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Effect of Prior Exercise on Postprandial Lipemia: An Updated Meta-Analysis and Systematic Review

Regis C. Pearson, Betsy Cogan, Sara A. Garcia, and Nathan T. Jenkins

The purpose of this systematic review was to synthesize the results from current literature examining the effects of prior exercise on the postprandial triglyceride (TG) response to evaluate current literature and provide future direction. A quantitative review was performed using meta-analytic methods to quantify individual effect sizes. A moderator analysis was performed to investigate potential variables that could influence the effect of prior exercise on postprandial TG response. Two hundred and seventy-nine effects were retrieved from 165 studies for the total TG response and 142 effects from 87 studies for the incremental area under the curve TG response. There was a moderate effect of exercise on the total TG response (Cohen’s d = −0.47; p < .0001). Moderator analysis revealed exercise energy expenditure significantly moderated the effect of prior exercise on the total TG response (p < .0001). Exercise modality (e.g., cardiovascular, resistance, combination of both cardiovascular and resistance, or standing), cardiovascular exercise type (e.g., continuous, interval, concurrent, or combined), and timing of exercise prior to meal administration significantly affected the total TG response (p < .001). Additionally, exercise had a moderate effect on the incremental area under the curve TG response (Cohen’s d = −0.40; p < .0001). The current analysis reveals a more homogeneous data set than previously reported. The attenuation of postprandial TG appears largely dependent on exercise energy expenditure (∼2 MJ) and the timing of exercise. The effect of prior exercise on the postprandial TG response appears to be transient; therefore, exercise should be frequent to elicit an adaptation.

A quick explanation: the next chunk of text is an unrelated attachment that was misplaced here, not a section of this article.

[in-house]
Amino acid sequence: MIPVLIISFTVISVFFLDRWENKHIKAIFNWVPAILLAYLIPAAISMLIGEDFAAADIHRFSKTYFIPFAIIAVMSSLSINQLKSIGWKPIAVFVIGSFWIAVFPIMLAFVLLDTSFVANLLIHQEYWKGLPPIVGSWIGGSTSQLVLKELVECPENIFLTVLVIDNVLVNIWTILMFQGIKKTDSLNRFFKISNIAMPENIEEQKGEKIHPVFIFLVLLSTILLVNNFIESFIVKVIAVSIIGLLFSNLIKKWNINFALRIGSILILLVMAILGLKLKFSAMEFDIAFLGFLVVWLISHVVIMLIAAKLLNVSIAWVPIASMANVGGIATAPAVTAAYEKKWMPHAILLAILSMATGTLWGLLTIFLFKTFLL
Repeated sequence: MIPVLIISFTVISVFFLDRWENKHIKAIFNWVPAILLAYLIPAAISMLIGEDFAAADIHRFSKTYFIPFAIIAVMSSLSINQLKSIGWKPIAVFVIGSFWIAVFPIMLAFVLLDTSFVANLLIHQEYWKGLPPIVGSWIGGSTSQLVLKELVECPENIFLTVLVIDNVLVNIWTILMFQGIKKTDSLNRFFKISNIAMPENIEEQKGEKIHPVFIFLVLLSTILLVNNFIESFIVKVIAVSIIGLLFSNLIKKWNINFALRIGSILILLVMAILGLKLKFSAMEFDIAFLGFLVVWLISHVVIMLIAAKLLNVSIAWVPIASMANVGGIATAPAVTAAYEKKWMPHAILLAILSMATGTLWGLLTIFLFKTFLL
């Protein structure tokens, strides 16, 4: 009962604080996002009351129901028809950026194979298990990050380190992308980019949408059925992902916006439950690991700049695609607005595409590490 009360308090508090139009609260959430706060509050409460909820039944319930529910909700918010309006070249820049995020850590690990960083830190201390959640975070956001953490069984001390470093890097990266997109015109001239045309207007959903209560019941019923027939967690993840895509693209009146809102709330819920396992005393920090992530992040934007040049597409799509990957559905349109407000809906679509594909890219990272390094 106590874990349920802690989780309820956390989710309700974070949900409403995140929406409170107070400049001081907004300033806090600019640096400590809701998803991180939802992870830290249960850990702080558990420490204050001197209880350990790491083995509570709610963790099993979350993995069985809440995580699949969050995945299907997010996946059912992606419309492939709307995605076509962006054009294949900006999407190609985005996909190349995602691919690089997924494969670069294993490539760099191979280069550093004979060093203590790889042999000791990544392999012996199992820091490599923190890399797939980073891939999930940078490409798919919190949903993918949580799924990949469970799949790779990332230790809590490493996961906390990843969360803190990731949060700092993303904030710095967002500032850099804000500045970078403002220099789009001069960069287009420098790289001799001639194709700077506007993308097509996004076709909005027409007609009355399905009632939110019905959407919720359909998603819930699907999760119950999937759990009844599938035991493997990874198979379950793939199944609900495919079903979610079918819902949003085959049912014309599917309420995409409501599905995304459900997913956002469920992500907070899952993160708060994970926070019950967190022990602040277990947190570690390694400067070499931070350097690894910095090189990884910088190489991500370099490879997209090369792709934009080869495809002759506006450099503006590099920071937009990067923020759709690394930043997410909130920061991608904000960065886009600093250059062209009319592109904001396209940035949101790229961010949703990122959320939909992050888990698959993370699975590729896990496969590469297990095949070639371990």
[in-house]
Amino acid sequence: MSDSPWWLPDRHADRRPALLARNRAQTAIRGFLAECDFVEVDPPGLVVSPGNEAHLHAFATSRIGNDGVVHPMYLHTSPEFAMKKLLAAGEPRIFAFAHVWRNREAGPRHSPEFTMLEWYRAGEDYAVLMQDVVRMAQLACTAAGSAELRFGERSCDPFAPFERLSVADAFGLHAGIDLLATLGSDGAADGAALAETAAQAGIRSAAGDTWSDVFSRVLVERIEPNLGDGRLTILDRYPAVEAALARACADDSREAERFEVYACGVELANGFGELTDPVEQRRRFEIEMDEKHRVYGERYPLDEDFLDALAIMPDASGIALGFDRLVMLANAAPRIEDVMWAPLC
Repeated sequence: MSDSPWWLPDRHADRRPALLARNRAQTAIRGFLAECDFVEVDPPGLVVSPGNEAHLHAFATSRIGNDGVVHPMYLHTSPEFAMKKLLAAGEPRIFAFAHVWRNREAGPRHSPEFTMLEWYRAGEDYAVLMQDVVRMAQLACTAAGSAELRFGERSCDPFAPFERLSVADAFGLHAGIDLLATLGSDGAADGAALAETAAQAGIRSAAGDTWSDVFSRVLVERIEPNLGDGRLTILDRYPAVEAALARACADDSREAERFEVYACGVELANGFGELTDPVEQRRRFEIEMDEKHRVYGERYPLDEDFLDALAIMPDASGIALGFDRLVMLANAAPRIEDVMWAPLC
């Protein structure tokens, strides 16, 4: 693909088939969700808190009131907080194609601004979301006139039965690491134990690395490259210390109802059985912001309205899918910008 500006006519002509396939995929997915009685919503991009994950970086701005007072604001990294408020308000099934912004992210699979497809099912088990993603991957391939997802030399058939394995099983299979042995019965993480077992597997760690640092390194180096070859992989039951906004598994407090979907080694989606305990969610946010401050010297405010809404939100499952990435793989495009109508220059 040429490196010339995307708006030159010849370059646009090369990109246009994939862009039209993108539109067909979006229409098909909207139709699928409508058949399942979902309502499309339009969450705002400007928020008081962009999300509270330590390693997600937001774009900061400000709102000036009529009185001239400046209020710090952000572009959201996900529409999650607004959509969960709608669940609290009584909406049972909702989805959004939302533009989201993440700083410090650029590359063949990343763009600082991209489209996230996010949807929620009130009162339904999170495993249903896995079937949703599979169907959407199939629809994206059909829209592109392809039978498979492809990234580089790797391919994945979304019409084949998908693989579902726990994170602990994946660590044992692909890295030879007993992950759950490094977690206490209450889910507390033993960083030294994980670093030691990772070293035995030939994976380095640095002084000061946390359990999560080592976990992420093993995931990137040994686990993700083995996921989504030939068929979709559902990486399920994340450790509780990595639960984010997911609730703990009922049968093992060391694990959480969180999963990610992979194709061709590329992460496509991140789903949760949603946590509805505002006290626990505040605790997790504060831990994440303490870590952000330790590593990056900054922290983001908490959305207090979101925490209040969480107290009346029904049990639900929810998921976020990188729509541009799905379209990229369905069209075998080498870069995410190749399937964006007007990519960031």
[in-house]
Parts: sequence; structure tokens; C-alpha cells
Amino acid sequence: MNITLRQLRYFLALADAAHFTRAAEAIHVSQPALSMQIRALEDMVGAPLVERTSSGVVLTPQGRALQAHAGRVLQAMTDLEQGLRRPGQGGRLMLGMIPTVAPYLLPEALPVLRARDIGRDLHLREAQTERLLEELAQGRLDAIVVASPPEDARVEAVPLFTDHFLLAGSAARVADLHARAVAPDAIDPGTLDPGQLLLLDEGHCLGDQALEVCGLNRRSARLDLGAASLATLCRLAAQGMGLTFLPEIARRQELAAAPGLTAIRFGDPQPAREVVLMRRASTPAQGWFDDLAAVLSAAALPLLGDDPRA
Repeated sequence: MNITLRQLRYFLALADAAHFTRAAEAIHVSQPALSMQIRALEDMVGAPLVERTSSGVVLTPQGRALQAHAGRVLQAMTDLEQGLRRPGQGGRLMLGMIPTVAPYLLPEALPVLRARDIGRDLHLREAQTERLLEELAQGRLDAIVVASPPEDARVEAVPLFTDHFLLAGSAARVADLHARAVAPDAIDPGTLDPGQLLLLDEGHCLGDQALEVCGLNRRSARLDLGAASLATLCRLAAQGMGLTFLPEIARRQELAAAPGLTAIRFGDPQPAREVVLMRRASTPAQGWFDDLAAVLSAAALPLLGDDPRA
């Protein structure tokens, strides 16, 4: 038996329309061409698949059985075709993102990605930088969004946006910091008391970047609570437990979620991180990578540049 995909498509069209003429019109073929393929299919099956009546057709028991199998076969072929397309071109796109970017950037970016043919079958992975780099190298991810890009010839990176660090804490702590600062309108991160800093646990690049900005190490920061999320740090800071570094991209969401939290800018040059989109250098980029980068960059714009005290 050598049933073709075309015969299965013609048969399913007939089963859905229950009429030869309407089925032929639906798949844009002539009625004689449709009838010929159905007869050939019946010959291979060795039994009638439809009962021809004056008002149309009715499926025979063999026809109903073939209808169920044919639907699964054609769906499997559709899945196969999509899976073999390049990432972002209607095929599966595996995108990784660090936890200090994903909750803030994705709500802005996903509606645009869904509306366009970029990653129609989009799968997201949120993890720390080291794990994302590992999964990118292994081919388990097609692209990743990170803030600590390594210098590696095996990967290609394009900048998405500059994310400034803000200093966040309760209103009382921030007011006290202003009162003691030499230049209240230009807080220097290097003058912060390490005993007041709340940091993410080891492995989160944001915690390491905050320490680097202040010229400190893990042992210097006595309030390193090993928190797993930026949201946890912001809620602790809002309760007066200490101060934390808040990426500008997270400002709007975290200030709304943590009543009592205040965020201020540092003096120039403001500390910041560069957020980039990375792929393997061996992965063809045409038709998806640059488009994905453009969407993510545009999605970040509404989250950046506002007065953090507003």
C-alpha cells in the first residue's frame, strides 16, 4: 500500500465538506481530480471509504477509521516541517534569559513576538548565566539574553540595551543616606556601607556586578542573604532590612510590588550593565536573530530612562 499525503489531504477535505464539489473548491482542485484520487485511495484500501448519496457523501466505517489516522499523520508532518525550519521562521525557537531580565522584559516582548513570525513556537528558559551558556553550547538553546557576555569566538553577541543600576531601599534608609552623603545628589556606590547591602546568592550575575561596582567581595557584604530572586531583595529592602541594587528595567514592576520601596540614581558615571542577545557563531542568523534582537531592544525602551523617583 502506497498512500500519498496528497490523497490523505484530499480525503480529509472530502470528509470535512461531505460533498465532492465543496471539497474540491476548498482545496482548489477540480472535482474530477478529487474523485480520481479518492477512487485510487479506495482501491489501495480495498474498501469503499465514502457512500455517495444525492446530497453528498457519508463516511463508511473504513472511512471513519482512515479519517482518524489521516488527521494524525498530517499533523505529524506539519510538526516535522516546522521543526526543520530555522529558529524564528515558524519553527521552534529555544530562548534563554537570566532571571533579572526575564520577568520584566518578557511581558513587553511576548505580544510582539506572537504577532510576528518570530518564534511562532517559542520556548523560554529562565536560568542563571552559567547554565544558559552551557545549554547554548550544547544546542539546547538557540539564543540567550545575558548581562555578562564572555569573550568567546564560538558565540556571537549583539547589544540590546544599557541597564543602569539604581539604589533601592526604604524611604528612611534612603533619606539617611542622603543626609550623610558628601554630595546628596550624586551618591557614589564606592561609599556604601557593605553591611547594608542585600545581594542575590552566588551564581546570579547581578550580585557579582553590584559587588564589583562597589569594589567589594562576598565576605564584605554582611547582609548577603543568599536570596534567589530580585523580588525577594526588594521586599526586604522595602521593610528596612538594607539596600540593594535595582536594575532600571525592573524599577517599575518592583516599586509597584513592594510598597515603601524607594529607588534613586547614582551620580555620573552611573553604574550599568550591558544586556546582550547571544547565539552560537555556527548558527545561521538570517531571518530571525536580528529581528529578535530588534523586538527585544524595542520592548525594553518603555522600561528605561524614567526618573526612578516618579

Open access

Creatine Monohydrate Supplementation, but not Creatyl-L-Leucine, Increased Muscle Creatine Content in Healthy Young Adults: A Double-Blind Randomized Controlled Trial

Andrew T. Askow, Kevin J.M. Paulussen, Colleen F. McKenna, Amadeo F. Salvador, Susannah E. Scaroni, Jade S. Hamann, Alexander V. Ulanov, Zhong Li, Scott A. Paluska, Kayleigh M. Beaudry, Michael De Lisio, and Nicholas A. Burd

Creatine (Cr) supplementation is a well-established strategy to enhance gains in strength, lean body mass, and power from a period of resistance training. However, the effectiveness of creatyl-L-leucine (CLL), a purported Cr amide, is unknown. Therefore, the purpose of this study was to assess the effects of CLL on muscle Cr content. Twenty-nine healthy men (n = 17) and women (n = 12) consumed 5 g/day of either Cr monohydrate (n = 8; 28.5 ± 7.3 years, 172.1 ± 11.0 cm, 76.6 ± 10.7 kg), CLL (n = 11; 29.2 ± 9.3 years, 170.3 ± 10.5 cm, 71.9 ± 14.5 kg), or placebo (n = 10; 30.3 ± 6.9 years, 167.8 ± 9.9 cm, 69.9 ± 11.1 kg) for 14 days in a randomized, double-blind design. Participants completed three bouts of supervised resistance exercise per week. Muscle biopsies were collected before and after the intervention for quantification of muscle Cr. Cr monohydrate supplementation which significantly increased muscle Cr content with 14 days of supplementation. No changes in muscle Cr were observed for the placebo or CLL groups. Cr monohydrate supplementation is an effective strategy to augment muscle Cr content while CLL is not.

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No Effect of Calanus Oil on Maximal Oxygen Uptake in Healthy Participants: A Randomized Controlled Study

Lucas Tauschek, Ragnhild E.N. Røsbjørgen, Håvard Dalen, Terje Larsen, and Trine Karlsen